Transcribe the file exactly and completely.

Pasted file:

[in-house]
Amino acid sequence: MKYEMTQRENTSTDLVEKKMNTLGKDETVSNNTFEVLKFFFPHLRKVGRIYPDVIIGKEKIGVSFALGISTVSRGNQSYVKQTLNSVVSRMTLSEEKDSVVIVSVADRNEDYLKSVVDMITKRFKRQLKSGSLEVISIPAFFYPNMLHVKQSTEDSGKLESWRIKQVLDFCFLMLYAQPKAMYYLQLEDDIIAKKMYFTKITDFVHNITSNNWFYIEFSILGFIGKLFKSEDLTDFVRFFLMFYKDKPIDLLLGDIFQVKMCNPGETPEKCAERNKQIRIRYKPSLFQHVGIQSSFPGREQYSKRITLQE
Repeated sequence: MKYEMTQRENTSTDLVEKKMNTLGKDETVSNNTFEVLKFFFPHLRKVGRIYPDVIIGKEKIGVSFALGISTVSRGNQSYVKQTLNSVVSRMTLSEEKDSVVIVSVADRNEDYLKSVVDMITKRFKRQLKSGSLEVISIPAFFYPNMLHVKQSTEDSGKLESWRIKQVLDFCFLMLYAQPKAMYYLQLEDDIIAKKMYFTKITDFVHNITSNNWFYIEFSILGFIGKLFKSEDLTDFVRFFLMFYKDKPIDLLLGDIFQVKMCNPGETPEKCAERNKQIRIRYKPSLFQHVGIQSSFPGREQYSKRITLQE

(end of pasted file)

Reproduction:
[in-house]
Amino acid sequence: MKYEMTQRENTSTDLVEKKMNTLGKDETVSNNTFEVLKFFFPHLRKVGRIYPDVIIGKEKIGVSFALGISTVSRGNQSYVKQTLNSVVSRMTLSEEKDSVVIVSVADRNEDYLKSVVDMITKRFKRQLKSGSLEVISIPAFFYPNMLHVKQSTEDSGKLESWRIKQVLDFCFLMLYAQPKAMYYLQLEDDIIAKKMYFTKITDFVHNITSNNWFYIEFSILGFIGKLFKSEDLTDFVRFFLMFYKDKPIDLLLGDIFQVKMCNPGETPEKCAERNKQIRIRYKPSLFQHVGIQSSFPGREQYSKRITLQE
Repeated sequence: MKYEMTQRENTSTDLVEKKMNTLGKDETVSNNTFEVLKFFFPHLRKVGRIYPDVIIGKEKIGVSFALGISTVSRGNQSYVKQTLNSVVSRMTLSEEKDSVVIVSVADRNEDYLKSVVDMITKRFKRQLKSGSLEVISIPAFFYPNMLHVKQSTEDSGKLESWRIKQVLDFCFLMLYAQPKAMYYLQLEDDIIAKKMYFTKITDFVHNITSNNWFYIEFSILGFIGKLFKSEDLTDFVRFFLMFYKDKPIDLLLGDIFQVKMCNPGETPEKCAERNKQIRIRYKPSLFQHVGIQSSFPGREQYSKRITLQE